Florida man catches 28 Burmese pythons to win top prize in annual state challenge

A 19-year-old Florida man has won the top prize in the 2022 state Florida Python Challenge after capturing and disposing of dozens of reptiles.

Matthew Concepcion won the final prize of $10,000 after catching 28 Burmese pythons during the annual competition, according to a press release from Florida Fish & Wildlife Conservation this week..

Florida Governor Ron DeSantis said the challenge had once again “produced impressive results” after 231 invasive pythons were removed during the 10-day competition.

“The removal of these snakes is one of the many efforts we are making to restore and maintain the Everglades ecosystem,” DeSantis said.

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A Burmese python is photographed in the Everglades region of southern Florida.

A Burmese python is photographed in the Everglades region of southern Florida.
(FWC photo by Andy Wraithmell)

Nearly 1,000 people from 32 states, Canada and Latvia descended on south Florida in August to participate in the challenge, which was created to “raise awareness of invasive species and the threats they pose to Florida’s ecology,” the FWC said.

Dragon hunters could enter the competition as professionals or novices and compete for prizes. There was also a separate military category for veterans or active participants.

Prizes won range from $2,500 for Most Pythons Caught to $750 for Longest Pythons. This year’s financial reward was provided by the following organizations:

  • Bergeron Everglades Foundation – $10,000 Ultimate Grand Prize
  • Edison National Bank/Bank of the Islands – Military Grade
  • Florida Fish and Wildlife Foundation and Cynthia Drollinger – remaining categories
Florida Fish & Wildlife officials, Florida Governor Ron DeSantis and others are hosting the Burmese python for the 2022 Florida Python Challenge.

Florida Fish & Wildlife officials, Florida Governor Ron DeSantis and others are hosting the Burmese python for the 2022 Florida Python Challenge.
(FWC photo by Andy Wraithmell)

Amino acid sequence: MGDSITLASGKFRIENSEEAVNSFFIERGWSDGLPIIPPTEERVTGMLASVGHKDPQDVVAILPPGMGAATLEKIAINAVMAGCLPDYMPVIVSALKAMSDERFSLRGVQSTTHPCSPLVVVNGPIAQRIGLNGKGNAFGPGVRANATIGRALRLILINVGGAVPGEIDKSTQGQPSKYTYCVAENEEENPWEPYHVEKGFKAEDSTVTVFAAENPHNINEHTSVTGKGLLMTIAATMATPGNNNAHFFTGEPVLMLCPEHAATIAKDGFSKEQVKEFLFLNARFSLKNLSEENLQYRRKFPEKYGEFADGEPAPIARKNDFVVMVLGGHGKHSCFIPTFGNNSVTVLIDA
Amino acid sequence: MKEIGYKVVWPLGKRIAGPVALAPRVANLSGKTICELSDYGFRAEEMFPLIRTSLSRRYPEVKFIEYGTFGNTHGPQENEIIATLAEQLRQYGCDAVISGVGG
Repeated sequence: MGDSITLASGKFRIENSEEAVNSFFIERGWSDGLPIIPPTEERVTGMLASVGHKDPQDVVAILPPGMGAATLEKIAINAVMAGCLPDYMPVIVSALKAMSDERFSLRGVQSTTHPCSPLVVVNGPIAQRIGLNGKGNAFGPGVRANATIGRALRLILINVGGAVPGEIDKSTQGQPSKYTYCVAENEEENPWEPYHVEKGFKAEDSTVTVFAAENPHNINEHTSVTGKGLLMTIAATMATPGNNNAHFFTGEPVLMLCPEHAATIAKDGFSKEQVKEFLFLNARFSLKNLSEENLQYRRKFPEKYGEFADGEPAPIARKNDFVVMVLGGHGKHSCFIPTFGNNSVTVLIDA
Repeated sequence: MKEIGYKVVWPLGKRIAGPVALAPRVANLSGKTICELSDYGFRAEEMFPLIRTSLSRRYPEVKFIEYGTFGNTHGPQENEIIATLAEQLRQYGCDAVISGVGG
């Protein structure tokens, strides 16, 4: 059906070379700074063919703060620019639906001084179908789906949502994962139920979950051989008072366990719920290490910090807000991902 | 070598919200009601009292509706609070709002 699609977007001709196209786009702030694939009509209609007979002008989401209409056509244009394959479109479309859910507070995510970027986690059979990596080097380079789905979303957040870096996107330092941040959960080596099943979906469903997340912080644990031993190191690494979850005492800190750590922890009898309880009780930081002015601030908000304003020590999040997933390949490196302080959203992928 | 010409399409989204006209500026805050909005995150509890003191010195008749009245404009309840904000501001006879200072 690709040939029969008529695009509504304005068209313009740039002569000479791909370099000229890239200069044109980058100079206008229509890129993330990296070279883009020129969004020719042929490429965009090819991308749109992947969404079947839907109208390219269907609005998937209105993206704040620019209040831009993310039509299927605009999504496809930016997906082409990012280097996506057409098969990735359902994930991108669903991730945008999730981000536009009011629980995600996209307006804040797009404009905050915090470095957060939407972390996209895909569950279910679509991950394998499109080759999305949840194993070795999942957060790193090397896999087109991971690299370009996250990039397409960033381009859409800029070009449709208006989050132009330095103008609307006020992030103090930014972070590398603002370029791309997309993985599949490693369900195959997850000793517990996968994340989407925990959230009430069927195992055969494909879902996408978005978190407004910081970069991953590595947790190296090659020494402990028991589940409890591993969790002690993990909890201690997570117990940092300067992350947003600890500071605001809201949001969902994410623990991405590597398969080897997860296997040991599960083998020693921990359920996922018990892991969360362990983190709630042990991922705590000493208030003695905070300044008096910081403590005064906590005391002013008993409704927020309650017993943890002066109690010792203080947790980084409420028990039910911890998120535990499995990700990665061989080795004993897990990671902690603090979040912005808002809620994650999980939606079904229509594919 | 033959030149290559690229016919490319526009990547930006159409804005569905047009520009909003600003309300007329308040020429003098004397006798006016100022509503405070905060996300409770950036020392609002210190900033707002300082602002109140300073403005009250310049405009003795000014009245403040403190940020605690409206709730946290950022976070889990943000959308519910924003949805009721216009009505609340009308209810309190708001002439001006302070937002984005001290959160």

Fish & Wildlife Conservation President Rodney Barreto said the challenge is a win for the Everglades and the people of Florida because every python removed is “one less hunt for our native birds, mammals and reptiles.”

According to the FWC, Burmese pythons are not native to the Sunshine State, and their presence in the Everglades ecosystem and South Florida negatively affects native species because a female Burmese python can lay 50 to 100 eggs at a time.

More than 17,000 wild Burmese pythons have been removed from the state of Florida since 2000, the FWC said.

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Florida Governor Ron DeSantis speaks at the annual Florida Python Challenge.

Florida Governor Ron DeSantis speaks at the annual Florida Python Challenge.
(FWC photo by Andy Wraithmell)

“Our python hunters are passionate about what they do and care deeply about Florida’s precious habitat. We are removing record numbers of pythons and will continue to do so,” said South Florida Water Management District Board Member “Alligator Ron “Bergeron.

Bergeron went on to thank Governor DeSantis for supporting Everglades restoration and protection “since day one of his administration.”

In addition to the Florida Python Challenge, the FWC said residents can continue to control non-native species by removing and humanely killing pythons. This can be done at any time on private property with the consent of the landowner and on 25 commission-managed properties in South Florida.

The Burmese python, a species not native to the area, has been captured in southern Florida.

The Burmese python, a species not native to the area, has been captured in southern Florida.
(FWC photo by Andy Wraithmell)

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Non-native fish and wildlife can also be reported to the FWC’s Invasive Species Hotline at 888-IVE-GOT1 (888-483-4681), online at IveGot1.org or by downloading the IveGot1 smartphone app.

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